The 3 best ways to add hops to your beer


When do I add hops to my beer wort?

This guide is focussed on making beer using a kit rather than by doing a boil (when hops are usually added during the boil).

It is dead easy to add hops to your wort.

All you have to do is throw those precious green bullets of bliss into your drum once you have mixed all your ingredients together.

This is called dry hopping.

Many brewers add the hops a few days before bottling, once fermentation is complete.

Boom, you have done your beer a wonderful service by adding a magical green plant that will help give you beer a more discerning and bitter beer taste.

In this context, you are using hops for flavor and not so much for bittering purposes which happens during the boil.

But that's the easy way out to adding hops to your beer kit brew.

There are some other methods that you might wish to try which will add character and flavor to your beer.

The 'wait 5 days after fermentation method' 


Some beer brewers insist that you will get a better bang for your buck if you add the hops in 5 or so days after your beer has begun fermenting.

From what I can figure out, the rationale is that the 'aromatic oils' that can be lost in the popular boiling process of beer are retained in the beer.

The dry hopping method does not add any bitterness to the beer itself. So if you're after a really bitter beer, you'll need a kit that has been designed with that in mind or you could try making a hops tea that removes the bitterness from the hops and then add the tea to your wort.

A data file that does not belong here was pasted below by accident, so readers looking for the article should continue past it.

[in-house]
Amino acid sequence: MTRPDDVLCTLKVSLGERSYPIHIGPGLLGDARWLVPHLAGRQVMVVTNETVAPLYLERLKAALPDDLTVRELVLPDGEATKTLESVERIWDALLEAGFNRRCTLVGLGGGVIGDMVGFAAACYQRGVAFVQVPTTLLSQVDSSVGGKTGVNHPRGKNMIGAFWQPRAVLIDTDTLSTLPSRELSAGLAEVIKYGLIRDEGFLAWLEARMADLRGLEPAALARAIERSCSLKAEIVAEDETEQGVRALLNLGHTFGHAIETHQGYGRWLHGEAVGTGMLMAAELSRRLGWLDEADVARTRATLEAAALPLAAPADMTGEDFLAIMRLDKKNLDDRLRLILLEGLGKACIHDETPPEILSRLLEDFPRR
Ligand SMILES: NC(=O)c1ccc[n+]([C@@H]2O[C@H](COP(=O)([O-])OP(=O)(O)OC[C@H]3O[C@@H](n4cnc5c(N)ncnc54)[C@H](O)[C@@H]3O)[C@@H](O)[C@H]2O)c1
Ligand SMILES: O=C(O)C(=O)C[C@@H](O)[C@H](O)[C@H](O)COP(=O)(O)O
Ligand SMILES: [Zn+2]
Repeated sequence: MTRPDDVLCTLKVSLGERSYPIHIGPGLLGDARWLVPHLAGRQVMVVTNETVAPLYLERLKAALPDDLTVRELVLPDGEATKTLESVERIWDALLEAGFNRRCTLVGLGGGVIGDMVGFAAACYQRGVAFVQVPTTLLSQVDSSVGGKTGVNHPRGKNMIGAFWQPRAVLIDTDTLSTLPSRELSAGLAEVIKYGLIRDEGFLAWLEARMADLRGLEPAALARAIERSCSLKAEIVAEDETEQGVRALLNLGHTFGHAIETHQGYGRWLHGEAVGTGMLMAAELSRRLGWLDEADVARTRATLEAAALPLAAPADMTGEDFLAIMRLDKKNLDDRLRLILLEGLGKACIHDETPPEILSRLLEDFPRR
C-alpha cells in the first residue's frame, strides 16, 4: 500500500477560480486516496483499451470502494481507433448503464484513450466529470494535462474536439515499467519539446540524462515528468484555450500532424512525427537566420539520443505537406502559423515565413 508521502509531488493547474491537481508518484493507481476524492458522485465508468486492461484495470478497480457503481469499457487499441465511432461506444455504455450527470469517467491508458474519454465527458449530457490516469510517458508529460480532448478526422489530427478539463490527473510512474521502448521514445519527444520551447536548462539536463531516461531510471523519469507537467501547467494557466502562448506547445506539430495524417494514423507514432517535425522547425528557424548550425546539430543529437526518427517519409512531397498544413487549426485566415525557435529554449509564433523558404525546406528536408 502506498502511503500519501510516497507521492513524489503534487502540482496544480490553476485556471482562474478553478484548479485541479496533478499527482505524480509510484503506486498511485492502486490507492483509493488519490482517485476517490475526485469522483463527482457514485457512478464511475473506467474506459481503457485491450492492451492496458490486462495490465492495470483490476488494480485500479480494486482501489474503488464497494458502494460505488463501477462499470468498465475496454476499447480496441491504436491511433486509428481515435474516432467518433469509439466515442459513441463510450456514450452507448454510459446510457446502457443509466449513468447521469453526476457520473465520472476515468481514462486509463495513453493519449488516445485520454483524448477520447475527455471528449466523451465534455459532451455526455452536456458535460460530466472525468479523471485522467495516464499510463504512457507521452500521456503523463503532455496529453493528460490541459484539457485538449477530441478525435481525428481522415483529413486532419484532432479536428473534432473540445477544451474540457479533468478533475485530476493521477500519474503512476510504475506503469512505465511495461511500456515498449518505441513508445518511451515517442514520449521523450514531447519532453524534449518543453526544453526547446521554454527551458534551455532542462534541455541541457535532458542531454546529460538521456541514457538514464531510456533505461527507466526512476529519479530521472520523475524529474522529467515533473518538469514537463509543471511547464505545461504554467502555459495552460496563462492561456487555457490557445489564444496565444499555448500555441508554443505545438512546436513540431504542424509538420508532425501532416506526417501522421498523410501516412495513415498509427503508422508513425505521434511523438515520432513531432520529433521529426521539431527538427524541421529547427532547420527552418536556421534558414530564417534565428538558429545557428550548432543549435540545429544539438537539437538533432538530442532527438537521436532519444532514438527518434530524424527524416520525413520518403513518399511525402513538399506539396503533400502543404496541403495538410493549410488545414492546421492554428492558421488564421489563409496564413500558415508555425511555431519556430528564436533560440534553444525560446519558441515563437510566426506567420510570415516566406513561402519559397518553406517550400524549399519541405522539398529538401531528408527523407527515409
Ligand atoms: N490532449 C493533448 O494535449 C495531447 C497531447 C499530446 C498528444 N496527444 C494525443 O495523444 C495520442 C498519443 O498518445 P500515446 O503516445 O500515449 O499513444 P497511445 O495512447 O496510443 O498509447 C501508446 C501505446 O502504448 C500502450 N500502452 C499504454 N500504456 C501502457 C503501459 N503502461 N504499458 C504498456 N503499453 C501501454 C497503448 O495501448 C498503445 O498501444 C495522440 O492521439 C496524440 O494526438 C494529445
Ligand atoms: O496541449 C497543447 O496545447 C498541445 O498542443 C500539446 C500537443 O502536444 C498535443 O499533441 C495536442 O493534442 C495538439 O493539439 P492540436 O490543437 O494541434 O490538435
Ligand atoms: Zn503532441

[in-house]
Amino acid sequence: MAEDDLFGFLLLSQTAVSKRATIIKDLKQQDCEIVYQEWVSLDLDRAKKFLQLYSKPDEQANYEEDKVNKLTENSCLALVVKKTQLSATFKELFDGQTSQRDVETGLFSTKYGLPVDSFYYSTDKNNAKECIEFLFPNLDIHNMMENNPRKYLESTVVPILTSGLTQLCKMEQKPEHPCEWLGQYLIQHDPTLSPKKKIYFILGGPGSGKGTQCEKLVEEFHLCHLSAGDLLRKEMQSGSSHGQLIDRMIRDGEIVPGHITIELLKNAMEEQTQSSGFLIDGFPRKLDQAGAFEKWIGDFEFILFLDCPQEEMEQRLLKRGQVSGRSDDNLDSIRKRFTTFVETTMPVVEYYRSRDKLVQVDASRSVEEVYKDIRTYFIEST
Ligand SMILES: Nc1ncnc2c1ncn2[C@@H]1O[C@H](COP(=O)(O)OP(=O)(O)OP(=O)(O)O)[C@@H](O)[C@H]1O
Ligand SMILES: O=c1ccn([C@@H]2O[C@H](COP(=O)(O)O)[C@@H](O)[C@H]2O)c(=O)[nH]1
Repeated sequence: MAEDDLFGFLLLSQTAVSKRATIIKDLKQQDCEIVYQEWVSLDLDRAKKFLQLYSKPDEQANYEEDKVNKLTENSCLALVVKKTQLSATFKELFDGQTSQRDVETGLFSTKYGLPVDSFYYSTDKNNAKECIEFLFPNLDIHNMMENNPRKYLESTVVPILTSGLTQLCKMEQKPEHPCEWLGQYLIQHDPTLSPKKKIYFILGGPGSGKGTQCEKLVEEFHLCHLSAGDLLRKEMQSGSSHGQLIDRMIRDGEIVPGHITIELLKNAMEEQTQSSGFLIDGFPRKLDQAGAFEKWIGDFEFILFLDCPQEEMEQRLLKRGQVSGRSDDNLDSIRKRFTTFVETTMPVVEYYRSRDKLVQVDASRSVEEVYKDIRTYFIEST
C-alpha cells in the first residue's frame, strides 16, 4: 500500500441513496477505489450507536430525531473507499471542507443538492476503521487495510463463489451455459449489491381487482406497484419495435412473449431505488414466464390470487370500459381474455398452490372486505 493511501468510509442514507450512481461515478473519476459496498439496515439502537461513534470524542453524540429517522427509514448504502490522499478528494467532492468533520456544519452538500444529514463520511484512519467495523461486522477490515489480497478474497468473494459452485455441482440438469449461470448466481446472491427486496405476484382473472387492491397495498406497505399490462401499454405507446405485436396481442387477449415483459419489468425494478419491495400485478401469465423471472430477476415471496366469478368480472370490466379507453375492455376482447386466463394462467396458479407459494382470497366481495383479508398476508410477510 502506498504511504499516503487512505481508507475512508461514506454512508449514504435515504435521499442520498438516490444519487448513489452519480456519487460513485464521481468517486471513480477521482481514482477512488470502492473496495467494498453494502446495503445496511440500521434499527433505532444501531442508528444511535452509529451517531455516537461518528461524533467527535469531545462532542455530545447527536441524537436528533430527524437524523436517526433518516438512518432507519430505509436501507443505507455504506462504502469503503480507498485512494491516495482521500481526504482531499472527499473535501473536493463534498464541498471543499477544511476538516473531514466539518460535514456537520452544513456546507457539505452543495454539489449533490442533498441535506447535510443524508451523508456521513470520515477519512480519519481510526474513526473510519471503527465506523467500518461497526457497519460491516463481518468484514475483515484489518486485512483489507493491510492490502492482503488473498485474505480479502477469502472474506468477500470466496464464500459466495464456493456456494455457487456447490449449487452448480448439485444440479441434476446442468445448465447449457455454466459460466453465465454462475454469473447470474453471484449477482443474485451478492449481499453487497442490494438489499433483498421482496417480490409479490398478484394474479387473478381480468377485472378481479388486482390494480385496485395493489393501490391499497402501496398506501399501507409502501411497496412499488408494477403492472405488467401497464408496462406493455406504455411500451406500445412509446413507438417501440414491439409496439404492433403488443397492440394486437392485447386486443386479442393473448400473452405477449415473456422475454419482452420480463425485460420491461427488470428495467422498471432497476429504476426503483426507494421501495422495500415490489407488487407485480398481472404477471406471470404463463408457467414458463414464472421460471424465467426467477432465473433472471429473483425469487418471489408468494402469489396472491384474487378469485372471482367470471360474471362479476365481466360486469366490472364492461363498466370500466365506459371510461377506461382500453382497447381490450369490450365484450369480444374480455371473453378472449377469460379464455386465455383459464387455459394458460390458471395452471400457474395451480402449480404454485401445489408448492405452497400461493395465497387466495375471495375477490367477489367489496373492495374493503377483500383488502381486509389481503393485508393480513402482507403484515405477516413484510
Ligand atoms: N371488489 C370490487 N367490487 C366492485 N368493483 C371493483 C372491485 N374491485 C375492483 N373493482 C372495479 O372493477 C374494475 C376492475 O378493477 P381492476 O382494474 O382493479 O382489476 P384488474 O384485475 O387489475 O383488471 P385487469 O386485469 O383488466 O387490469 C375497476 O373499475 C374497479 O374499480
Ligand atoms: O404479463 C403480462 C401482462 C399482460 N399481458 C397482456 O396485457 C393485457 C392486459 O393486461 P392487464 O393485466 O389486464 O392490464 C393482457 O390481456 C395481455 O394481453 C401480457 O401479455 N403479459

This method of adding hops to your beer will give your beer a nice hoppy aroma which will surely add to your drinking experience.

Dry hopping works fairly well with IPA style beers.

The negative of simply adding dry hops into your wort is that it does increase the likelihood of there being sediment in your beer but with a good pouring technique and refrigeration before said poor, you'll be OK.

To try and counter that from occurring, you may wish to consider:

Placing hops in muslin bags to reduce sediment

The other method of adding hops to your fermenter is adding the hops secured inside in a muslin cloth bag.

We are not kidding.

If you wrap your hops up into a muslin cloth, the idea is that the sediment stays in the bag, but all the flavors get out and into your beer, meaning that you will have a clearer beer.

There are some arguments that this technique will actually hamper the effect of the hops as they kind of need 'room to breathe' and infuse the beer with their magical bitterness and IBU.

If you feel this is a fair point then I suggest you consider the:

The 'Hop Tea' technique to add bitterness to beer

That's right, before you make beer, you are going to make a cup of hop tea.

Put the hops in the muslin bag (or tie up a square of it) and then boil it for several minutes. The hop pellets will quickly disintegrate.

This is normal.

During the boil, have a good smell and enjoy the aromas. That's the deliciousness you want to impart into your beer.

When you've boiled the hops for long enough, turn the pan off but leave everything right where it is.

At this time, you'll also have prepared you wort, so now put everything you've boiled - the whole muslin bag and the bittered tea that you've made. It will be a green mess, like the Hulk puked up or something.

The idea here is that the great hops aromas and oils have been removed from bullets and will mix easily with your brew. You're throwing in the muslin bag for good measure.

The bag itself will not have any effect on the beer or fermentation process, it can be disposed of on beer bottling day.

The key thing is to not over-think things. Sure you could use a hop chart and worry about boiling times but really, if you a starting out, just relax.

If you are using a starter kit, or have done a few brews, what you are wanting to do is make a good, first up time beer and not worry too much.

Using extra hops already shows you are ahead of the curve, just get them into the fermenter and sit back and wait for the hops magic to happen until you are ready to bottle your beer.

Now you've got a nice brew ready, sit back, grab a glass of healthy Kombucha and watch some Star Wars!

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